With the United States lacking the same sense of shared fate and vulnerability, American policymakers could organize only a tepid response, which helps explain why the recovery here was so slow. This theory sheds light as well on developments in environmental and social welfare policy, where it is increasingly common to find a complacent America lagging behind its smaller, more innovative peers. [Complexity plus centralization leads to sclerosis, which is why centralizing authority in a large, diverse, pluralist society make be unworkable.] 

Finally, largeness can take a toll on citizen trust. The presence of a wide variety of social groups and cultures is the primary reason for this. Nearly all scholars who study country size recognize, as Madison did, that large nations are more socially heterogeneous, whether because they represent an amalgamation of different regions, each with its own ethnolinguistic, religious or cultural heritage; or because their economic vitality encourages immigration; or because population size and geographic spread promote the growth of distinctive subcultures; or because they have more differentiated class structures. [Agreed, which is why encouraging a large diverse population of the virtues of multiculturalism may actually be a detriment. I believe the original idea, or at least the one that prevailed in past influxes of cultural groups, was the melting pot of gradual, voluntary assimilation.]

It isn’t inevitable that a large amount of social variation would undermine trust. Well-governed societies like Canada address the issue by stitching diversity and multiculturalism into their national identities. Yet in the absence of cultural and institutional supports, heterogeneity and trust are frequently in tension, as different ways of life give rise to suspicion and animosity. Without at least a veneer of trust among diverse social groups, politics spirals downward. [This characterization of Canada seems counter-intuitive. Stitching ethnic diversity and multiculturalism into a national identity means that national identity must be based not on ethnicity, race, or diverse cultures but in a national identity based on universal principles and social contracts. In other words, on something called patriotism and fealty to the larger community, subsuming ethnic, racial, and cultural differences.]

The challenges of American largeness are here to stay. The task now is for individuals, civic organizations and institutions to commit themselves to building stronger communities and a renewed sense of shared responsibility and trust among different groups. Within the constraints of our nation’s size, we can create conditions for as much democracy as possible. [So, we converge on the idea that it is inevitable we decentralize power and assume the responsibility of self-governance? What then is the real political conflict of interest?]

Neil Gross is a professor of sociology at Colby College.

Policies vs. Values

It’s difficult to make sense of American politics these days, though not for lack of trying! The following article published in Yahoo News presents some evidence that is more widely confirmed but also introduces some interpretations that are contradicted by that evidence (see blog comments). Most of the mainstream reporting seems to be suffering from these contradictions.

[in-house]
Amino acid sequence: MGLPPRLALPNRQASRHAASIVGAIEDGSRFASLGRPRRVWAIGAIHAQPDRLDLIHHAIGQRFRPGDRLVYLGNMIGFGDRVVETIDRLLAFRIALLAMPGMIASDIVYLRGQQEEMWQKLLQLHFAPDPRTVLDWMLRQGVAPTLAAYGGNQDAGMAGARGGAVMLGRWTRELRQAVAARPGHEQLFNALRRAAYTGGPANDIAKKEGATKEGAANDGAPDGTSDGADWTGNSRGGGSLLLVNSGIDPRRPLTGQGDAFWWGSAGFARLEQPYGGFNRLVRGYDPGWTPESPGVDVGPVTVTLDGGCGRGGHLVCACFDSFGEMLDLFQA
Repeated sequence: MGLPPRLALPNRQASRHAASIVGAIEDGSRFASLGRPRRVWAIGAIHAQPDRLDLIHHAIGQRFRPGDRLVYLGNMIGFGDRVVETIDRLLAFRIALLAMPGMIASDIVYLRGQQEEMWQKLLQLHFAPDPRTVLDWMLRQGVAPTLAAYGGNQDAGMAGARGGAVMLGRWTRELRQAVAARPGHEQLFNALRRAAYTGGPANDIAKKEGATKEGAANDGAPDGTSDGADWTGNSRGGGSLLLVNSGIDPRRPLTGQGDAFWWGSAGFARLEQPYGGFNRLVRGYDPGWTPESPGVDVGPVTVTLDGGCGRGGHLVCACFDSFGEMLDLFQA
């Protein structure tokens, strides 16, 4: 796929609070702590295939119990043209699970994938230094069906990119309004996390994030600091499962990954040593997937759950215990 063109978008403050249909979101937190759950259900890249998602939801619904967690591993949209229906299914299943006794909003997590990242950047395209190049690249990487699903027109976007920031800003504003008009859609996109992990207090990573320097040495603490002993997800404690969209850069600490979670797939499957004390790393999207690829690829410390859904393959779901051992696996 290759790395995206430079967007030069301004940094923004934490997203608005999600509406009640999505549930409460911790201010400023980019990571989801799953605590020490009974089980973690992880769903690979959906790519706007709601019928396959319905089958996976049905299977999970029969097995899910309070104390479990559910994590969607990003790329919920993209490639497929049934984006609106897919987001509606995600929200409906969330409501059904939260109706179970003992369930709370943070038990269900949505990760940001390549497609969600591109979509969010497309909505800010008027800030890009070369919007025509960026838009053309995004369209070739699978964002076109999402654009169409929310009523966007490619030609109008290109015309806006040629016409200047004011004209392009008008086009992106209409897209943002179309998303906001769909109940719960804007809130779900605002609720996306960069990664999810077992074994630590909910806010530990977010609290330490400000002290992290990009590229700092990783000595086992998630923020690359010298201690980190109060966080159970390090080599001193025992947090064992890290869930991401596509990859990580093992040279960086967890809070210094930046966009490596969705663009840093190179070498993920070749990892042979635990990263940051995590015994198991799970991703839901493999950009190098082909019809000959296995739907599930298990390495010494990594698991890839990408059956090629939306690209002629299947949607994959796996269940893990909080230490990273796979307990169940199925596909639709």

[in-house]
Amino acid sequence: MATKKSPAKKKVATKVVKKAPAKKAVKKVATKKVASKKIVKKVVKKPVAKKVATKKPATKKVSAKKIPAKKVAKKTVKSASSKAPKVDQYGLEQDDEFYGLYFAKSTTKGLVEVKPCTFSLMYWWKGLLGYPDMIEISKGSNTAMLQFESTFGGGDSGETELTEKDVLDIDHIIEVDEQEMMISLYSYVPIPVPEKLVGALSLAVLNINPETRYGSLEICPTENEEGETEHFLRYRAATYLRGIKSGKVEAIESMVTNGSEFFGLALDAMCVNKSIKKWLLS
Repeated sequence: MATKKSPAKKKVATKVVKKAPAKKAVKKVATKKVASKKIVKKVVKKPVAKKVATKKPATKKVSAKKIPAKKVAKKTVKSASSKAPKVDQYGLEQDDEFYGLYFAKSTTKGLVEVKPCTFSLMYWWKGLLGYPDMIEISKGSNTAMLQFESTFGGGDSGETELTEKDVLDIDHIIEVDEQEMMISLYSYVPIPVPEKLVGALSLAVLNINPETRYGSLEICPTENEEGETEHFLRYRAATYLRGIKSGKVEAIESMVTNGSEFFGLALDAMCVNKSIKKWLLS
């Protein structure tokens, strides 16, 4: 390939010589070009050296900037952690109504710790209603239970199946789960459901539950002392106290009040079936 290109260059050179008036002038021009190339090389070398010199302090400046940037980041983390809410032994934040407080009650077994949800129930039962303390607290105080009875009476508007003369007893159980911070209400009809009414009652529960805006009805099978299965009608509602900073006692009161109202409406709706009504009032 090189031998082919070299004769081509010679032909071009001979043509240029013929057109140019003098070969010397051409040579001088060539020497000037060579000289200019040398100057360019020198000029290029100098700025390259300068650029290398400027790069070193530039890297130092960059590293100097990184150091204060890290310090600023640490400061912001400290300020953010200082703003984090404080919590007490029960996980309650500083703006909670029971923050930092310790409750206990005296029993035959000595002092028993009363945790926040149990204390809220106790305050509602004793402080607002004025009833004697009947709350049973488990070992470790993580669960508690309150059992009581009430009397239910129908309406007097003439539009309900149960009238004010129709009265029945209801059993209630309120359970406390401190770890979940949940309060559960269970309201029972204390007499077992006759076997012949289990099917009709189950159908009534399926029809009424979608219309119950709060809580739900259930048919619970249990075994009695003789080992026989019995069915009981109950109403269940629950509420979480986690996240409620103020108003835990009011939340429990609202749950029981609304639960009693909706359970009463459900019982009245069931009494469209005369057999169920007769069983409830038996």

To begin, American voters are not divided so much by policy issues, as the head of the survey institute proclaims. Empirical evidence of voting patterns shows that most of the voting preferences are explained by urban vs. rural and suburban policy interests and household formation, with married voters contrasted against singles, with children or not.

The remainder (about 1/3, but growing) is probably explained by the moral values/ideological divide on which Jon Haidt has done so much research (see my The Righteous Mind review). People who lean left or right in ideology seems to have different value priorities that are reflected in how they view politics. Haidt classifies six moral values with their opposites as 1) care/harm; 2) liberty/oppression; 3) fairness/cheating; 4) loyalty/betrayal; 5) authority/subversion; 6) sanctity/degradation.

He goes on to show that liberals value the first three only and suspect the last three so that they focus on care and fairness as the foundation of a free society more than loyalty, authority and sanctity. Conservatives employ all six in designing their moral foundations. Haidt readily recognized this advantage for conservatives but suggests it is more a tactical advantage rather than a fuller understanding of a sound moral society.

Identity politics seems to have turned differences in moral value priorities into tribalism. So we have a Left tribe, referring to themselves as Progressives, and a Right tribe, calling themselves conservatives and libertarians. These tribes have developed two different cultures that appear incompatible. This cultural divide is far more distinct than race, ethnicity, or gender, despite what the media might proclaim. (MAGA is a cultural clarion call, not a racial or ethnic dog whistle.)